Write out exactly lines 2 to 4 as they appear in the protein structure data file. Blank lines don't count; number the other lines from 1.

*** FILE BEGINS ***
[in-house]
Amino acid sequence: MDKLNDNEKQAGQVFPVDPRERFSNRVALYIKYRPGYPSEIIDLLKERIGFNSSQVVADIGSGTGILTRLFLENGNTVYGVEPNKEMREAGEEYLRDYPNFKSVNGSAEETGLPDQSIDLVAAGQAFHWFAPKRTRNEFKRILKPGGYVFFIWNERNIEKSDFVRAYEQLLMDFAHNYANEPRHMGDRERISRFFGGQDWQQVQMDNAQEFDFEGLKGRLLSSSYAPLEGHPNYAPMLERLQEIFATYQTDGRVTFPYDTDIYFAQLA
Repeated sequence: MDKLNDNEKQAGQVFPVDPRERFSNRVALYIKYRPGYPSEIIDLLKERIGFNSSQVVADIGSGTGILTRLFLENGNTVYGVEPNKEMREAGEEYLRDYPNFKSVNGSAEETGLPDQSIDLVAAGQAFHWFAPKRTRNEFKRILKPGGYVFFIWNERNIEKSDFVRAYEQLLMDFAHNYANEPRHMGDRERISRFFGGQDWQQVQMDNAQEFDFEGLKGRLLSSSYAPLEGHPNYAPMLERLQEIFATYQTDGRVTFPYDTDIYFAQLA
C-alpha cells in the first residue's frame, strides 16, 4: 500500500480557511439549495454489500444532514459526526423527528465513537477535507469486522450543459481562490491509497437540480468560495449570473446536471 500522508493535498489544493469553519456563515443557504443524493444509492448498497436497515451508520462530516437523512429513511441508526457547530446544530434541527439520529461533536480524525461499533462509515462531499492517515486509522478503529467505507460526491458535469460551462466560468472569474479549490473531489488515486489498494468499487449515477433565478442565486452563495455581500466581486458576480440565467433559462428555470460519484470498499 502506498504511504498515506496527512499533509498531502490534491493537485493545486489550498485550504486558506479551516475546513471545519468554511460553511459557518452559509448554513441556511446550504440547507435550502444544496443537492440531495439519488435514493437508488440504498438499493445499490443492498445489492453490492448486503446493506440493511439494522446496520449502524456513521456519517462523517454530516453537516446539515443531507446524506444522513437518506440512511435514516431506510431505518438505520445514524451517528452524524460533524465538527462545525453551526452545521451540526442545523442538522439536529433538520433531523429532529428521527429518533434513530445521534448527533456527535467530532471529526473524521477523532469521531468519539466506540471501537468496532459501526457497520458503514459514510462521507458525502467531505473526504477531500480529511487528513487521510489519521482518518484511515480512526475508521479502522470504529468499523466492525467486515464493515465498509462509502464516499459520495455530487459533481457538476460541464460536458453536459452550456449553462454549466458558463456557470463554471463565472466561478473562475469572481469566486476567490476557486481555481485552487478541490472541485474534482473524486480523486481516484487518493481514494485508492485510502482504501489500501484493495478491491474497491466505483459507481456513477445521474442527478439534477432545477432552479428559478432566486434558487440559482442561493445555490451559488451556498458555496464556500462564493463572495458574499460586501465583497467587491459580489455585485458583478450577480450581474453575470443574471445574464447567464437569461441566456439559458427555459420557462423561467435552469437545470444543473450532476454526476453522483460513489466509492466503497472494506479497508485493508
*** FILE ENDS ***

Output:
Amino acid sequence: MDKLNDNEKQAGQVFPVDPRERFSNRVALYIKYRPGYPSEIIDLLKERIGFNSSQVVADIGSGTGILTRLFLENGNTVYGVEPNKEMREAGEEYLRDYPNFKSVNGSAEETGLPDQSIDLVAAGQAFHWFAPKRTRNEFKRILKPGGYVFFIWNERNIEKSDFVRAYEQLLMDFAHNYANEPRHMGDRERISRFFGGQDWQQVQMDNAQEFDFEGLKGRLLSSSYAPLEGHPNYAPMLERLQEIFATYQTDGRVTFPYDTDIYFAQLA
Repeated sequence: MDKLNDNEKQAGQVFPVDPRERFSNRVALYIKYRPGYPSEIIDLLKERIGFNSSQVVADIGSGTGILTRLFLENGNTVYGVEPNKEMREAGEEYLRDYPNFKSVNGSAEETGLPDQSIDLVAAGQAFHWFAPKRTRNEFKRILKPGGYVFFIWNERNIEKSDFVRAYEQLLMDFAHNYANEPRHMGDRERISRFFGGQDWQQVQMDNAQEFDFEGLKGRLLSSSYAPLEGHPNYAPMLERLQEIFATYQTDGRVTFPYDTDIYFAQLA
C-alpha cells in the first residue's frame, strides 16, 4: 500500500480557511439549495454489500444532514459526526423527528465513537477535507469486522450543459481562490491509497437540480468560495449570473446536471 500522508493535498489544493469553519456563515443557504443524493444509492448498497436497515451508520462530516437523512429513511441508526457547530446544530434541527439520529461533536480524525461499533462509515462531499492517515486509522478503529467505507460526491458535469460551462466560468472569474479549490473531489488515486489498494468499487449515477433565478442565486452563495455581500466581486458576480440565467433559462428555470460519484470498499 502506498504511504498515506496527512499533509498531502490534491493537485493545486489550498485550504486558506479551516475546513471545519468554511460553511459557518452559509448554513441556511446550504440547507435550502444544496443537492440531495439519488435514493437508488440504498438499493445499490443492498445489492453490492448486503446493506440493511439494522446496520449502524456513521456519517462523517454530516453537516446539515443531507446524506444522513437518506440512511435514516431506510431505518438505520445514524451517528452524524460533524465538527462545525453551526452545521451540526442545523442538522439536529433538520433531523429532529428521527429518533434513530445521534448527533456527535467530532471529526473524521477523532469521531468519539466506540471501537468496532459501526457497520458503514459514510462521507458525502467531505473526504477531500480529511487528513487521510489519521482518518484511515480512526475508521479502522470504529468499523466492525467486515464493515465498509462509502464516499459520495455530487459533481457538476460541464460536458453536459452550456449553462454549466458558463456557470463554471463565472466561478473562475469572481469566486476567490476557486481555481485552487478541490472541485474534482473524486480523486481516484487518493481514494485508492485510502482504501489500501484493495478491491474497491466505483459507481456513477445521474442527478439534477432545477432552479428559478432566486434558487440559482442561493445555490451559488451556498458555496464556500462564493463572495458574499460586501465583497467587491459580489455585485458583478450577480450581474453575470443574471445574464447567464437569461441566456439559458427555459420557462423561467435552469437545470444543473450532476454526476453522483460513489466509492466503497472494506479497508485493508